INTERVIEW// Milan Anderson!

Milan Anderson

Milan Anderson, via #supportstudentgardens


Let’s Build Garden City!‘s huge citywide workshop series
How to Make A Million While Selling Your Crops in the Hood is the gift that keeps giving! Here’s our Q&A with Bridgeport-based educator & activist Milan Anderson! Stay tuned for more gem-filled interviews with farmers in your area! See you next Spring ^_^

THE Q&A

Who are you?

Milan Anderson, [I] apprenticed at Living Roots farm in 2016, worked for Urban Canopy as market manager and farm hand, obtained a Master of Urban Farmer Training with University of Illinois Extension summer of 2018, hosted weekly garden workshops for kids at El Paseo Community Garden summer of 2019 and have been an avid forager in Chicago the past year, making medicines out of what most people consider weeds 🙂

What’s some advice you have for students starting out as a professional in the agriculture industry?

You might need to volunteer and intern first go get your feet wet and later use that experience to apply for paid positions. It might take a season or two of volunteering low key for a garden, but it could pay off in the long run. For instance, I was a volunteer gardener at El Paseo and when I found out they wanted a kids garden program, since I was already a contributing member, the garden directors were happy to fund the kids workshops I created. You never know where your involvement might lead so just put yourself out there! 

What are some local resources you think students should know about? Chicago Community Gardening Association (they offer tons of resources and plants) AUA listserv, Chicago Environmental Network.

Do you have any words of encouragement for someone just looking for a fun service learning project to do?

Try and be present, really in the moment and think through the different tasks you are doing (what could make it more effective, or make it easier on others) so you can make the most of the experience.

What’s the secret to students treating each other right?

Be kind to yourself, and apply that kindness to people around you. 

Anything else you want to talk about?

Learn about permaculture (aka permanent agriculture or growing food forests), it is awesome to use this to your benefit and the ecosystem’s benefit. A lot of organic farms already use some of these practices to sustainably grow, but could add more. With climate change, it is even more important to learn about these practices that stem from indigenous people’s ways of growing in harmony with nature.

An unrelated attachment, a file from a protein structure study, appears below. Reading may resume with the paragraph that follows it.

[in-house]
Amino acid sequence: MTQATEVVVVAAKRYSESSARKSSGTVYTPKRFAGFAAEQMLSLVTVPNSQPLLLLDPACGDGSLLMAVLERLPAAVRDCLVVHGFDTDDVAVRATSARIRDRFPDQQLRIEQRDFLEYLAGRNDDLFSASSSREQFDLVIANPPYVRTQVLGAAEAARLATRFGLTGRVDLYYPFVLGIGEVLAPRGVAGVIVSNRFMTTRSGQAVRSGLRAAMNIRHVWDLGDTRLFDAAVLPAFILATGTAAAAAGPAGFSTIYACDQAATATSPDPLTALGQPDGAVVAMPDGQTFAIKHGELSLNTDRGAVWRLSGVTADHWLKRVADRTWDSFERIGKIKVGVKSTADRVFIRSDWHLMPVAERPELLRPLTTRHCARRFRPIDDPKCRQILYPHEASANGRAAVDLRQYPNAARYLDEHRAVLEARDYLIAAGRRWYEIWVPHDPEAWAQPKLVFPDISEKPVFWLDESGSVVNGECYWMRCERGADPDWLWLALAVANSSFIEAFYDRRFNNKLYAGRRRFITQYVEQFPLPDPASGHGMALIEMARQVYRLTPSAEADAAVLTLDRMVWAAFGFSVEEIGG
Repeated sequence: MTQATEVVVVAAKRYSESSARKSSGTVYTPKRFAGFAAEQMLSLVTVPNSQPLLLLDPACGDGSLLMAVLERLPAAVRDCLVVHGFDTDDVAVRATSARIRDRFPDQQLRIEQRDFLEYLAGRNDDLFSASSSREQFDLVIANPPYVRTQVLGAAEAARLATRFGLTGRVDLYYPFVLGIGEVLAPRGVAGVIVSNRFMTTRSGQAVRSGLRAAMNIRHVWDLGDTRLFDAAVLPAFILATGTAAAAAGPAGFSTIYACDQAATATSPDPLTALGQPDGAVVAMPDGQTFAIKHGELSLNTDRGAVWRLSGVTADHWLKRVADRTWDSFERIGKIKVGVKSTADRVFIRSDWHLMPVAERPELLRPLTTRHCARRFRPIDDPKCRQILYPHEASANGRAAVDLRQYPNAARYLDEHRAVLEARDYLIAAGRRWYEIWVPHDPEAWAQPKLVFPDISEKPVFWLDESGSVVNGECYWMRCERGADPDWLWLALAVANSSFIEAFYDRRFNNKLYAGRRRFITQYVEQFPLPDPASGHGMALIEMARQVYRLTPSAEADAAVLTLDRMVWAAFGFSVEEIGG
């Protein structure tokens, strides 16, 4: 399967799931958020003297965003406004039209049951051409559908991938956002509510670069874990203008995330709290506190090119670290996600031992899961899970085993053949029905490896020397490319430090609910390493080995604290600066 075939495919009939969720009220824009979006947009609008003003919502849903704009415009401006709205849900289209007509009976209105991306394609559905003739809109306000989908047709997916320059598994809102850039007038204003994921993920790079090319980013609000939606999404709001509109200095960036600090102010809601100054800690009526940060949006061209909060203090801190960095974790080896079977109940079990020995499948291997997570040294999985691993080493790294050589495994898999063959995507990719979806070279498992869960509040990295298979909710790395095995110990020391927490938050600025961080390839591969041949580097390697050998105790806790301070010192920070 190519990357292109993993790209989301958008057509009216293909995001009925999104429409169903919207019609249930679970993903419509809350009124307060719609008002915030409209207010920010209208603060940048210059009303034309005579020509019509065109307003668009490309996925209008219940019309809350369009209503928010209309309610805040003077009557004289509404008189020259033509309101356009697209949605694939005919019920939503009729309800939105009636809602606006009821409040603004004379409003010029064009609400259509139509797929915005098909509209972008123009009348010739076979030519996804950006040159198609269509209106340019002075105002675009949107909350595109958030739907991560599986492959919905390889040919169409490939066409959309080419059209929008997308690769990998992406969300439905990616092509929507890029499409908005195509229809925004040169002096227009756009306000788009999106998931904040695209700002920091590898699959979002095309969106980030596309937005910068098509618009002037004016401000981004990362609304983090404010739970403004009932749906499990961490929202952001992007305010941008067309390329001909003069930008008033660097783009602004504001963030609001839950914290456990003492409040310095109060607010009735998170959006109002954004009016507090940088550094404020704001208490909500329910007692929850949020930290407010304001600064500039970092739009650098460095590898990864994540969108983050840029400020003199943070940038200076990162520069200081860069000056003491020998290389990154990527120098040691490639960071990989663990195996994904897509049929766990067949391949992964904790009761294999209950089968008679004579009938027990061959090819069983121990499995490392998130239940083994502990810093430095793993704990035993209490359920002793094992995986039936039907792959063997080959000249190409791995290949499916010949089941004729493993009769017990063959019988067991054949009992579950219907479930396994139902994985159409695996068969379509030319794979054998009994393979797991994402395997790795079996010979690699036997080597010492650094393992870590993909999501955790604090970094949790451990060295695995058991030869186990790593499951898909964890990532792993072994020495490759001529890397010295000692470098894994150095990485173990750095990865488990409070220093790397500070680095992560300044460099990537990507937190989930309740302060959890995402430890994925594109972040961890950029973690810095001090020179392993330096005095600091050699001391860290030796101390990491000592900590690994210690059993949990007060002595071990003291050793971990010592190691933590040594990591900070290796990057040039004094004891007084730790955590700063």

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Can we share your social media?

Yes! ecocentric_gurl is my insta.

 


 

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ESSAY// #LEMONADE is Anarchist

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“Justice is what love looks like in public,” – Cornell West

In past writing, I’ve defined love as “a state of mutual vulnerability.” I meant it both emotionally and as a political definition. That’s how it appears, too, in Beyoncé’s new album LEMONADE as the personal reconciliation of Bey x Jay gives way to images of mothers of young black men killed by law enforcement.  Beyoncé’s happy ending for these mothers – their “Freedom” – portrays black women growing food together in a boundary-less community. Here, class isn’t a factor: literally everyone has a seat at the table. There are no prisons. I feel like it’s my responsibility to state without ambiguity that there is only one political concept that encompasses LEMONADE’s perfect reality. It’s already championed by millions of people all over the world and it’s called Anarchism.

Beyoncé’s self-titled album from 2013 is not an anarchist work. It’s feminist, yes, as Bey examines unfair gender expectations and fights to express her full spectrum of emotions.  However, the Beyoncé of that album also brags from penthouses (“Jealous”) and limousines (“Partition”) while staging many of her videos in lavish isolation (“Haunted,” “Drunk in Love”). It was a milestone, but compared to this year’s LEMONADE it feels selfish, unsophisticated, wanting for (any) acknowledgement of economic inequality’s impact on women in the real world. I believe the same way Bey affirmed the risky term “feminist” leading up to that project (solidifying the movement’s entrance back into the mainstream), it is even more essential for her more recent work to be explicitly named.  Until Bey claims her radical politics, the dream of LEMONADE will remained unfulfilled.  

Beyoncé (and Kendrick Lamar and any of all of their powerful peers) have to say “I am a prison abolitionist, I do not support borders; I advocate classless communities where people of all backgrounds and abilities can find housing, education, and be as gay as they want to be.” She has to conceptually reject the system of money ruling her artistry in “6 Inch” to get to the relaxed truth of “All Night Long.” This is an election year, after all, when influential people argue 24/7 over their plans to continue in this broken history whilst unable to conceive the revolutionary vision of community & love that  BeyoncĂ© Knowles-Carter suggests throughout LEMONADE. Enough with the metaphors, Bey: we’re with you.  Hurry up, get brave, and save the world!